How to get better at golf right now

Our Top Improvement Strategies.

1.  Work on your putting first.  One stroke is still one stroke whether it’s 8
inches or 320 yards.  Learn to read a green, practice your setup, develop your mind,
find your dominant eye and get on the putting green before each round.  This single
area will shave strokes off your round.

2.  Work on your short game.  If you can get the distance to the green but are just
off the green, you’ll want to be up and down in two.  If you can do  that like Tiger,
your short game will save you in more than one situation.  In sand, too long, too
short, par 3s, and on the fringe.  Get a solid chip shot  with a 3 wood, a loft
wedge, sand shots and know your nine iron and you will shave more strokes.

3.  Hit straight off the tee.  Work on your grip, stance, set-up, pre-shot routine,
take away, swing plane, hip turn and finish and remember 200 yards dead center in the
fairway beats 250 yards in sand, water, trees, deep grass, and the next fairway any
day of the week.

4.  Learn course management skills.  Plan each hole to work on your strengths.
Don’t just blast away.  The best test of this is the choice to hit a 3 wood 210
yards, or two 105 yard 8 irons.  If you are a strong short iron player and spray the
driver course management means to make that exact decision and not let your golfing
buddies talk you out of it.

5.  Learn to enjoy the game in your head.  Much of this game is played in your head
and getting a grip on your emotions and fears and the yips is one big part of the
game.  I played a round this year in which I shot an awful score but completed the
round with the same ball I started with, had 3 fabulous sand saves, 3
greens-in-regulation, drove nice and straight but three-putted 11 $%$^**&#)?/
GREENS!  I had lots of chances to throw my putter in the river, but . . . did not.

I’m getting better!
That to me is a great day.  Have more days like that.


Reading your stuff for the 1st time, I was in sync until you said “Of course, keep your head down or pick out a dimple and try to watch it thru the swing!” A dimple?? I have passed on a tip to many friends who suffered from the moving head (actually, eyes!!)..And I promise you, this works!

After lining up your shot and addressing the ball, pick a spot on the ground/grass directly behind your ball, approximately 1/4 of an inch behind the ball.

It can be a spot of dirt, or a broken blade of grass, anything, . as long as it  remains at ground level.

Forget the ball at this point, force yourself  to stay focused on your “spot” all the way thru your backswing, downswing, contact and followthrough.

Resist the temptation to follow the contact and flight until well into the backswing, because forcing the head to remain focused forces  the body to remain in the proper position until  the arms finally must turn over into the backswing..  Hey, stance, grip, ball placement, and a half decent or better swing are all important!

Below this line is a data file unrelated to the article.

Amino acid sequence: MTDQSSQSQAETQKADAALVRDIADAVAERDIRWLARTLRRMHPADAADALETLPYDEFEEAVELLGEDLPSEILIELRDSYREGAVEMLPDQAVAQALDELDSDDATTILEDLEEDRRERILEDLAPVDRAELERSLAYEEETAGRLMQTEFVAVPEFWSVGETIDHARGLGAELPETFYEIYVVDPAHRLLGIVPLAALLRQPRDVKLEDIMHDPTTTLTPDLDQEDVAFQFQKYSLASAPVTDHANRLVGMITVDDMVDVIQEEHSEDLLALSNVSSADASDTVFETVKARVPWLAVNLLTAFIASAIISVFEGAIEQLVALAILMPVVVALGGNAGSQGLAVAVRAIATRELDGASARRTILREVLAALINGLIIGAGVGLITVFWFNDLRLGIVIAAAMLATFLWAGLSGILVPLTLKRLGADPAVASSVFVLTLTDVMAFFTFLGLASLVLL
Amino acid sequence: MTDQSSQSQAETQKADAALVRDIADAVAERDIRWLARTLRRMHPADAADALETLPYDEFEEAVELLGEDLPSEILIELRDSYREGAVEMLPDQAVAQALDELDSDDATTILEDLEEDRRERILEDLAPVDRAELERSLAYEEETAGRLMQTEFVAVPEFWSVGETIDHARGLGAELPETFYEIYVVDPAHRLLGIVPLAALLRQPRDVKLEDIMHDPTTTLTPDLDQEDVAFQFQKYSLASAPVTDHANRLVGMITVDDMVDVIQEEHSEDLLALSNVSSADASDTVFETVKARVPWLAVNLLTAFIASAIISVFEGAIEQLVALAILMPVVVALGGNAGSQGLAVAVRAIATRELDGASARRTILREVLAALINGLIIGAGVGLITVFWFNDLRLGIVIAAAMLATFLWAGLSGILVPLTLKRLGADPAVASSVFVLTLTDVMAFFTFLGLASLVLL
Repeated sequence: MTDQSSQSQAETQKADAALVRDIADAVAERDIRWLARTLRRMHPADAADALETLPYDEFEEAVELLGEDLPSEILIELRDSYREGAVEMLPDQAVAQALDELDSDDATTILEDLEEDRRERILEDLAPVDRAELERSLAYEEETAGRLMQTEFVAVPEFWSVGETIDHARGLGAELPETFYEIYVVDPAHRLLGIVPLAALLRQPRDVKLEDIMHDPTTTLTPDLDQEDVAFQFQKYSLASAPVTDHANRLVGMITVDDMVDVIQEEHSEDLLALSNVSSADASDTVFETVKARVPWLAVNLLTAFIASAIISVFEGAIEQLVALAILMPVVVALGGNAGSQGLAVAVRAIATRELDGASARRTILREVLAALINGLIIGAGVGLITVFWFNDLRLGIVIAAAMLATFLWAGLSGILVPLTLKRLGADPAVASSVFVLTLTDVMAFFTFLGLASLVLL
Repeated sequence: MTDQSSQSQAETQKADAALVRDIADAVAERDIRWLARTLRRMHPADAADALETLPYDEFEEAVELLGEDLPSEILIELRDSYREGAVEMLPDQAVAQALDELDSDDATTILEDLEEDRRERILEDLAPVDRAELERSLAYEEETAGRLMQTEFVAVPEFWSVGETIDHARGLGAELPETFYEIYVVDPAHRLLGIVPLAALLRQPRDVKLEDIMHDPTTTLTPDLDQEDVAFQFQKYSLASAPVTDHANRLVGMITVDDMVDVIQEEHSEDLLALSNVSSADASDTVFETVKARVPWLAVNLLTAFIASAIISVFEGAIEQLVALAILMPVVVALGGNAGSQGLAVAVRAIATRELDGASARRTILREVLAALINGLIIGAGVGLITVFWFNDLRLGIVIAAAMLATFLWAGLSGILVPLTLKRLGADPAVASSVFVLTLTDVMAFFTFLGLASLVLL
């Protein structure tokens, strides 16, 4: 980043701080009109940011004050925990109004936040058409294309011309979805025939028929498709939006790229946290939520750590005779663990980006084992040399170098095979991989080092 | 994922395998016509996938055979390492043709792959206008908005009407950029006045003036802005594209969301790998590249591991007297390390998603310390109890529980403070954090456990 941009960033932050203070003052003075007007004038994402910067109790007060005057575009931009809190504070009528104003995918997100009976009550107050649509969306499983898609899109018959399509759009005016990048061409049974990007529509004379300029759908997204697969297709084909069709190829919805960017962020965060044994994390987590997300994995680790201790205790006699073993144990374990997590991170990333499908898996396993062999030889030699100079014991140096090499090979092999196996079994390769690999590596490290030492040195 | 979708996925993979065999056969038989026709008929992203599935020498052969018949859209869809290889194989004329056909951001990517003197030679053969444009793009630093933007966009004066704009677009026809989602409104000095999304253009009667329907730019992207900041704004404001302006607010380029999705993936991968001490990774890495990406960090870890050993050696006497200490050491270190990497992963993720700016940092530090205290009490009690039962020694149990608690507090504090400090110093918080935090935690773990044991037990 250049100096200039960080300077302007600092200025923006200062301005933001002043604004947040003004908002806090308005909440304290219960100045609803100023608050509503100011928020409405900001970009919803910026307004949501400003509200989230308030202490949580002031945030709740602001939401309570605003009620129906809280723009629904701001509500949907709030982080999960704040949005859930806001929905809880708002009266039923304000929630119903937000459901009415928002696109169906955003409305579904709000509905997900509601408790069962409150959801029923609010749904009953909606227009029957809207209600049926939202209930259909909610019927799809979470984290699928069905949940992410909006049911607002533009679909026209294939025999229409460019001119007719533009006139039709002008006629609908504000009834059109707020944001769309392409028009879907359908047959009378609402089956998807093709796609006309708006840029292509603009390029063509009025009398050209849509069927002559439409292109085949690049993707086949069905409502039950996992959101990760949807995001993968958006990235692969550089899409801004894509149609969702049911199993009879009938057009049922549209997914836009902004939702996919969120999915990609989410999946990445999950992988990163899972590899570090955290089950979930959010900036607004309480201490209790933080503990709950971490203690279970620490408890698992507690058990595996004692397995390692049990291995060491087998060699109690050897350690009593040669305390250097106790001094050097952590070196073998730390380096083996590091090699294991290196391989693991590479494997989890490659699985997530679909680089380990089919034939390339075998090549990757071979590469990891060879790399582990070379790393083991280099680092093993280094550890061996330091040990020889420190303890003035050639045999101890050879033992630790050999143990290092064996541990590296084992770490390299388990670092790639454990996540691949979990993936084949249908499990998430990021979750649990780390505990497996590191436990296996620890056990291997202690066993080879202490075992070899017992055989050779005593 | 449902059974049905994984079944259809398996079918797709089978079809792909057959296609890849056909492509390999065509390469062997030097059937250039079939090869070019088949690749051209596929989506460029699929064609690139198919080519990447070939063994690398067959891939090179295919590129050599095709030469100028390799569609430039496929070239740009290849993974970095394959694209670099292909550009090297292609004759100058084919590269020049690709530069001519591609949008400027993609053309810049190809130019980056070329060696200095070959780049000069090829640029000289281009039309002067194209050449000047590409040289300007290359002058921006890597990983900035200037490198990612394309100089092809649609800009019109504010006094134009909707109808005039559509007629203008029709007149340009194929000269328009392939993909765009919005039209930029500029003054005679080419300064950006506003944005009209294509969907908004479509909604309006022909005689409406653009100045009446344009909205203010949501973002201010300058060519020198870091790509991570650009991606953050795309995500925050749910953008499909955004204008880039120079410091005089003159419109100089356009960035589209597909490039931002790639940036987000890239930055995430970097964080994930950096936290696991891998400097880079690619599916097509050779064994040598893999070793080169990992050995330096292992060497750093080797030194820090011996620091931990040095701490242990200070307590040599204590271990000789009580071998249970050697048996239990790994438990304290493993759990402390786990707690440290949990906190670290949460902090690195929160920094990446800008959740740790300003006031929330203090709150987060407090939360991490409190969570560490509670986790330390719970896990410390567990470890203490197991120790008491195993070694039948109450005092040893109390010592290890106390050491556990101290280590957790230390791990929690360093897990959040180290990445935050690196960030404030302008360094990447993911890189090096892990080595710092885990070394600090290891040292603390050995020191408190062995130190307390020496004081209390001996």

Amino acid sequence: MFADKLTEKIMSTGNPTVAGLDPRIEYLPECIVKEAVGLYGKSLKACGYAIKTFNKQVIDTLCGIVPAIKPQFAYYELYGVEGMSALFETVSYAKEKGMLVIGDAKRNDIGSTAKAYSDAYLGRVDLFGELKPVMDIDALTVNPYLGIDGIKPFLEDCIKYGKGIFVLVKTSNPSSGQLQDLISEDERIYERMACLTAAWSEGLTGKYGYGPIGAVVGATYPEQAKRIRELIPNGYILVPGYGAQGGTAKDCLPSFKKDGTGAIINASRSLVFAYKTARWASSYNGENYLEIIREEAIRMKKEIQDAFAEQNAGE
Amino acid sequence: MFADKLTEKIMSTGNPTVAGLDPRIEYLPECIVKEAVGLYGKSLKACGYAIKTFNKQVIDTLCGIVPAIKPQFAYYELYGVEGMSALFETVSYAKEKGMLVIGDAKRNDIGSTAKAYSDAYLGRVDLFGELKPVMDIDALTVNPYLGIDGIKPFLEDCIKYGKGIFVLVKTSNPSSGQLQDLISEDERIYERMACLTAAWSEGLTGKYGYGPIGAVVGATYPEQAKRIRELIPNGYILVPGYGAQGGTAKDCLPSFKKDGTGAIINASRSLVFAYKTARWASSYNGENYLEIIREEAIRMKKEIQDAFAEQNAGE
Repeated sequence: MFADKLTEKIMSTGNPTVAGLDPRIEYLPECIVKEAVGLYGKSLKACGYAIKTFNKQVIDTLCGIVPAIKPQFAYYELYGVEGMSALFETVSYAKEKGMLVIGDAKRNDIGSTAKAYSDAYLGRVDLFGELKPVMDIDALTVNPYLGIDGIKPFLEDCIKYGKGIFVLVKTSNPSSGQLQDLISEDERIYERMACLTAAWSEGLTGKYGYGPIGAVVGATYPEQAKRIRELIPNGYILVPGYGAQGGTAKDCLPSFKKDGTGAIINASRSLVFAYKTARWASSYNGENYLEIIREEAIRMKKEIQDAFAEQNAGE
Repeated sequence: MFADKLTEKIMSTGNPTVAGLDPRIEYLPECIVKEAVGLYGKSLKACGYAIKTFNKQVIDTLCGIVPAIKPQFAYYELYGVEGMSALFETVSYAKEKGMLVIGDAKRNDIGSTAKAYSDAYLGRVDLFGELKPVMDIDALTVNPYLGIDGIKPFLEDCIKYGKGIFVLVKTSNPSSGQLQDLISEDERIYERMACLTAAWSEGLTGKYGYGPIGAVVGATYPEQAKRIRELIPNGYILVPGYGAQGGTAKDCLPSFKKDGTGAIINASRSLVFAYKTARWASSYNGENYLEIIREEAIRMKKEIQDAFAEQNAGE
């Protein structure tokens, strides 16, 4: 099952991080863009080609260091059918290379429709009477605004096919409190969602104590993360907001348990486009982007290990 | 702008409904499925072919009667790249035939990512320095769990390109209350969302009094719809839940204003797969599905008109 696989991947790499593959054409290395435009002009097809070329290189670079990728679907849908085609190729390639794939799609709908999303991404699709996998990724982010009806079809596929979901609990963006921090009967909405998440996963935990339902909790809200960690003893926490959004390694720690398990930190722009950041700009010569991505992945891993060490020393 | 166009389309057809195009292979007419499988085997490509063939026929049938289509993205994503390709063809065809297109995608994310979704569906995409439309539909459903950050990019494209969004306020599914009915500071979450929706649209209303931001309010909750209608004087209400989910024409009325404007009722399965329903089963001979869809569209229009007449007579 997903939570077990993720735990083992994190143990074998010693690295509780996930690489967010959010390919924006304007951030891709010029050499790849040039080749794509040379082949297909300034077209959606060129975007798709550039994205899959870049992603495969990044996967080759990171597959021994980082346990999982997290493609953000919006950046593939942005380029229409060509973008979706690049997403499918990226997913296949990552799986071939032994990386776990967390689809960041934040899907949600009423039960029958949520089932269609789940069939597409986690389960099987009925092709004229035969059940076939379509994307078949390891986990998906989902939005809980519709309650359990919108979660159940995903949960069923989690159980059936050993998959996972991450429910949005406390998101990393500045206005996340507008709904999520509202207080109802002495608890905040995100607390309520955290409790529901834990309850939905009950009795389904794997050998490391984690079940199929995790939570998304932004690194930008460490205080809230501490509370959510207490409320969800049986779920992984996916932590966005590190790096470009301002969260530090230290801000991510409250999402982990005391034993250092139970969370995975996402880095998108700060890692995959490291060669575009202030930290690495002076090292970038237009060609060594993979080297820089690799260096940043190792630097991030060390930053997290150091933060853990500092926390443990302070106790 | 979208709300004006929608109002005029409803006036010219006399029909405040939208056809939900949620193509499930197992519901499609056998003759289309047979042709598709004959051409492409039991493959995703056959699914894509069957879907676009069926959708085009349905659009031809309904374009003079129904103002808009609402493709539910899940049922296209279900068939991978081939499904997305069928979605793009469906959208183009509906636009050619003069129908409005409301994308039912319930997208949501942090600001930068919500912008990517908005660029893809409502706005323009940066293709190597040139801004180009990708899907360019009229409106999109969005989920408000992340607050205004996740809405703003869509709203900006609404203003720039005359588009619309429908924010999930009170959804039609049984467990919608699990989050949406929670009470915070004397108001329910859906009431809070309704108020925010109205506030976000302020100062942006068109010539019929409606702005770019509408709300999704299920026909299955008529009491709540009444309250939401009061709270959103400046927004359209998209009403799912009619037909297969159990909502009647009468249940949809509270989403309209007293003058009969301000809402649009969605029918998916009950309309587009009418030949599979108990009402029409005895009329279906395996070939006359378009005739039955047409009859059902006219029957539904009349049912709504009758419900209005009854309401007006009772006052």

BUT  I’ve seen this tip help weak golfers immediately…often on the first attempt and from then on. It also works with fairway woods and hybrids  with a little more space behind the ball (no more than 1/2 inch). I picked this up from a magazine article, tried it, and as I said, it works. I’d give credit to
the author, but it was several years ago. Give it a fair trial, this will allow you to get better!
Larry Mathes, Wewahitchka, Florida


I have heard somewhere that new players should be seen and not heard, but maybe just
this once…. I currently have fewer than 10 rounds under my belt and have finally
managed to turn several holes per round into pars. I am golfing around 109 as of last
week – thanks in part to What better way to pay it forward than to offer my own tip…

As a new player, your putting opportunities typically occur by chipping onto the
green from the rough and fringe, and without the control of more seasoned players, it
often means chasing the ball back-and-forth across the green.

I have tried solving this in two ways. The first is to putt from the rough, which
can be tricky business and leads to a lot of three and four-putts.

A better way for me has been to move your grip down so you are holding the club on
the shaft below the grip. This keeps the club from gathering the kind of clubhead
speed that sends the ball to the other side of the green – and even if you hit it
thin, it’s going to resemble more of a putt and still won’t go as far as it would
otherwise. For me, it has helped on the par 4 and par 5 holes to get close enough to
the pin with one chip to make a short putt for par.

Give it a try – if nothing else, it won’t work and the axiom we started with can go
back into effect. 🙂

Joel Gaines Tucson, Az


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